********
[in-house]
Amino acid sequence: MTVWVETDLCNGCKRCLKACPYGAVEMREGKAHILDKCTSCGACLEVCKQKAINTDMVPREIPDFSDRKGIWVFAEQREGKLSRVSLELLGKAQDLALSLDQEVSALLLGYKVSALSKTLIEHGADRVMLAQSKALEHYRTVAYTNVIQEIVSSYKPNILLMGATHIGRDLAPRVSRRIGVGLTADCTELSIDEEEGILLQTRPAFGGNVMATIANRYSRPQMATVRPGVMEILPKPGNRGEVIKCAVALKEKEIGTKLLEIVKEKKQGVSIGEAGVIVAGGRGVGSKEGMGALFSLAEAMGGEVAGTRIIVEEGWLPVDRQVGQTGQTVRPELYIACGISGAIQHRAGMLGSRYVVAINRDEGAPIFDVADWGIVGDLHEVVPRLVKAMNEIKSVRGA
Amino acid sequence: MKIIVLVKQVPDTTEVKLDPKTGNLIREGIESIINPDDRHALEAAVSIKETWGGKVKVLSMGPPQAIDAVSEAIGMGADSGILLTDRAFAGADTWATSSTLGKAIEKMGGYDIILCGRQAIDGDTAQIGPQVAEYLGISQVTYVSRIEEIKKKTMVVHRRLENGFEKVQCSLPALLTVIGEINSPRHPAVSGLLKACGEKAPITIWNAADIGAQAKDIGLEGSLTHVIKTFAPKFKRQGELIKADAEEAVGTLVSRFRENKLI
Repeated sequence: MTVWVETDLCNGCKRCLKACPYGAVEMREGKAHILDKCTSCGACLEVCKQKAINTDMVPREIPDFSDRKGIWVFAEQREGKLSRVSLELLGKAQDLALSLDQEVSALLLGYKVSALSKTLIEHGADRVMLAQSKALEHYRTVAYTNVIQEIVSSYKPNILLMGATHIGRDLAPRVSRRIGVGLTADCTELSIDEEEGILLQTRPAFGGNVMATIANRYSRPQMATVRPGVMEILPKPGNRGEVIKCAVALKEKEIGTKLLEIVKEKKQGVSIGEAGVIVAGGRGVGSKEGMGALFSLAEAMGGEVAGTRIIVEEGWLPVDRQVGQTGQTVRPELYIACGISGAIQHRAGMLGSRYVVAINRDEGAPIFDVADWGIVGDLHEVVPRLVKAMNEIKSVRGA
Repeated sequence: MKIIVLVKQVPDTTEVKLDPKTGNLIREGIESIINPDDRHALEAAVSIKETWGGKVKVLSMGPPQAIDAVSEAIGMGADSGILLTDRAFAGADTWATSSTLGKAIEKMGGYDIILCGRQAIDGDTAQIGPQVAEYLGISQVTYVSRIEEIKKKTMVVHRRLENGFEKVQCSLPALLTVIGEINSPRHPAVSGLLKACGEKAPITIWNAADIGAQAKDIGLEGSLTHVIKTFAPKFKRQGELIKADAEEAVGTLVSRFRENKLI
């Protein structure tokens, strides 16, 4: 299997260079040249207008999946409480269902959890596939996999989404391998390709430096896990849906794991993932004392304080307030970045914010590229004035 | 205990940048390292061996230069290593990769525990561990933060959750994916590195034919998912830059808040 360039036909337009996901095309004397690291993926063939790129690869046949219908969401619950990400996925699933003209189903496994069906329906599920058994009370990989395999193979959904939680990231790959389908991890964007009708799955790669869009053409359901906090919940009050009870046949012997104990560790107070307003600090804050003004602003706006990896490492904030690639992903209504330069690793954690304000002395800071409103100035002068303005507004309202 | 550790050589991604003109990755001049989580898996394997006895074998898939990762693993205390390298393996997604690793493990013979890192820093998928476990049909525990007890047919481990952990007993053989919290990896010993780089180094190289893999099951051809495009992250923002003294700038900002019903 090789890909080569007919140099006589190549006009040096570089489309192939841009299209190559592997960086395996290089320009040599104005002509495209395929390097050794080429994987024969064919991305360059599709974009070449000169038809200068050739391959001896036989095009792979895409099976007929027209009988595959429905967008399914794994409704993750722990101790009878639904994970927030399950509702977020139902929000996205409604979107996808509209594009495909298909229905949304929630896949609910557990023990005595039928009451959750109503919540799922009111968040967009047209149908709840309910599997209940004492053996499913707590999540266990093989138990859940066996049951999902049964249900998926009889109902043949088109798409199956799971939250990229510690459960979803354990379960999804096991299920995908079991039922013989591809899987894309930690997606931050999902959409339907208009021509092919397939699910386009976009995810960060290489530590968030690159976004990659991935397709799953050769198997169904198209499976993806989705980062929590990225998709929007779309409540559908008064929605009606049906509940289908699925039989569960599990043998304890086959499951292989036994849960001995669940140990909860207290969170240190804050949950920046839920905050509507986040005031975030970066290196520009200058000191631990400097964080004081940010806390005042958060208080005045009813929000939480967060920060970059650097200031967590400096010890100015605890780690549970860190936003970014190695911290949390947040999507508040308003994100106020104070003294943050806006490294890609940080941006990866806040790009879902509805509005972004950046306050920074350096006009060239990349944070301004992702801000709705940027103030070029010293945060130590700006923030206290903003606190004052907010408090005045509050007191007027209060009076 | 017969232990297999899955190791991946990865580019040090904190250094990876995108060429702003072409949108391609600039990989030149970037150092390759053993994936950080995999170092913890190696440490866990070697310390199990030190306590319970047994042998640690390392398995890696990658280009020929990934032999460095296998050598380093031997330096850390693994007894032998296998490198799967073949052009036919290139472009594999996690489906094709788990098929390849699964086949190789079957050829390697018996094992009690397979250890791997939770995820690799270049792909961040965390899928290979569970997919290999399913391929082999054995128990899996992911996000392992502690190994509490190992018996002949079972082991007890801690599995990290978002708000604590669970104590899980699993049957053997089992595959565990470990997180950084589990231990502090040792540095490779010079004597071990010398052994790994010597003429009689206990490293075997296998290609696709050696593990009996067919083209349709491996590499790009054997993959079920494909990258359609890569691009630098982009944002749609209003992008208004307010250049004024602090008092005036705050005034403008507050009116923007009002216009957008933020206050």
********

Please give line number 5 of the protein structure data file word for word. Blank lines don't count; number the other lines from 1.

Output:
Repeated sequence: MKIIVLVKQVPDTTEVKLDPKTGNLIREGIESIINPDDRHALEAAVSIKETWGGKVKVLSMGPPQAIDAVSEAIGMGADSGILLTDRAFAGADTWATSSTLGKAIEKMGGYDIILCGRQAIDGDTAQIGPQVAEYLGISQVTYVSRIEEIKKKTMVVHRRLENGFEKVQCSLPALLTVIGEINSPRHPAVSGLLKACGEKAPITIWNAADIGAQAKDIGLEGSLTHVIKTFAPKFKRQGELIKADAEEAVGTLVSRFRENKLI